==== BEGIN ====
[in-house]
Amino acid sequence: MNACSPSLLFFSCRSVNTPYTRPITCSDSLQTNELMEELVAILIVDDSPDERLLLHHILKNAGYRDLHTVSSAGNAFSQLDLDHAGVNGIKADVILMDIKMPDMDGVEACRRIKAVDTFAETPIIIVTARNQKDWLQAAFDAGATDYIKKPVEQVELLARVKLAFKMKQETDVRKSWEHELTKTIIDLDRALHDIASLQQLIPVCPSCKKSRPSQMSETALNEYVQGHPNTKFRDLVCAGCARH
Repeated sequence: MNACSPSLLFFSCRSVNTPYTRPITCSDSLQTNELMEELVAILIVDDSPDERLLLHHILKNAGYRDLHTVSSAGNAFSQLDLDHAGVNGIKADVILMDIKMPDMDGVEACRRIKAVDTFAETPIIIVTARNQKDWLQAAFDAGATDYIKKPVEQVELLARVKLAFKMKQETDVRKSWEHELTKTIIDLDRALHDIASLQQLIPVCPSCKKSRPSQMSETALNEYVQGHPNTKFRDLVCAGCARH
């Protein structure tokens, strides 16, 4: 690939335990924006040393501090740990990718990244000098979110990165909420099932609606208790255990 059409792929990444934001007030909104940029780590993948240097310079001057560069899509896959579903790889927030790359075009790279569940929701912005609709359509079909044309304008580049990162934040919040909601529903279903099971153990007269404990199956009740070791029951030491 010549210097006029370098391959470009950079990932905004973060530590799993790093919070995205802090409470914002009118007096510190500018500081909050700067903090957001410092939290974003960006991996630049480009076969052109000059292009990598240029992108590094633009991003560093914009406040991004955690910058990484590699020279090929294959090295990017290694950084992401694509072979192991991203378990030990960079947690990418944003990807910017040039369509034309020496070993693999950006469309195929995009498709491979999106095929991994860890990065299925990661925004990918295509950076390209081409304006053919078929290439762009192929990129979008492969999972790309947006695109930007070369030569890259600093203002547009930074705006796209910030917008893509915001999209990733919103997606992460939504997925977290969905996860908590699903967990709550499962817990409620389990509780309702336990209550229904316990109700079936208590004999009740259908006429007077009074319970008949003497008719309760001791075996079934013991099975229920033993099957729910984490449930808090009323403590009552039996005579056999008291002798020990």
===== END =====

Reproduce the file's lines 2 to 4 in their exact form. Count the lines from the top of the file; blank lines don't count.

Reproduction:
Amino acid sequence: MNACSPSLLFFSCRSVNTPYTRPITCSDSLQTNELMEELVAILIVDDSPDERLLLHHILKNAGYRDLHTVSSAGNAFSQLDLDHAGVNGIKADVILMDIKMPDMDGVEACRRIKAVDTFAETPIIIVTARNQKDWLQAAFDAGATDYIKKPVEQVELLARVKLAFKMKQETDVRKSWEHELTKTIIDLDRALHDIASLQQLIPVCPSCKKSRPSQMSETALNEYVQGHPNTKFRDLVCAGCARH
Repeated sequence: MNACSPSLLFFSCRSVNTPYTRPITCSDSLQTNELMEELVAILIVDDSPDERLLLHHILKNAGYRDLHTVSSAGNAFSQLDLDHAGVNGIKADVILMDIKMPDMDGVEACRRIKAVDTFAETPIIIVTARNQKDWLQAAFDAGATDYIKKPVEQVELLARVKLAFKMKQETDVRKSWEHELTKTIIDLDRALHDIASLQQLIPVCPSCKKSRPSQMSETALNEYVQGHPNTKFRDLVCAGCARH
């Protein structure tokens, strides 16, 4: 690939335990924006040393501090740990990718990244000098979110990165909420099932609606208790255990 059409792929990444934001007030909104940029780590993948240097310079001057560069899509896959579903790889927030790359075009790279569940929701912005609709359509079909044309304008580049990162934040919040909601529903279903099971153990007269404990199956009740070791029951030491 010549210097006029370098391959470009950079990932905004973060530590799993790093919070995205802090409470914002009118007096510190500018500081909050700067903090957001410092939290974003960006991996630049480009076969052109000059292009990598240029992108590094633009991003560093914009406040991004955690910058990484590699020279090929294959090295990017290694950084992401694509072979192991991203378990030990960079947690990418944003990807910017040039369509034309020496070993693999950006469309195929995009498709491979999106095929991994860890990065299925990661925004990918295509950076390209081409304006053919078929290439762009192929990129979008492969999972790309947006695109930007070369030569890259600093203002547009930074705006796209910030917008893509915001999209990733919103997606992460939504997925977290969905996860908590699903967990709550499962817990409620389990509780309702336990209550229904316990109700079936208590004999009740259908006429007077009074319970008949003497008719309760001791075996079934013991099975229920033993099957729910984490449930808090009323403590009552039996005579056999008291002798020990």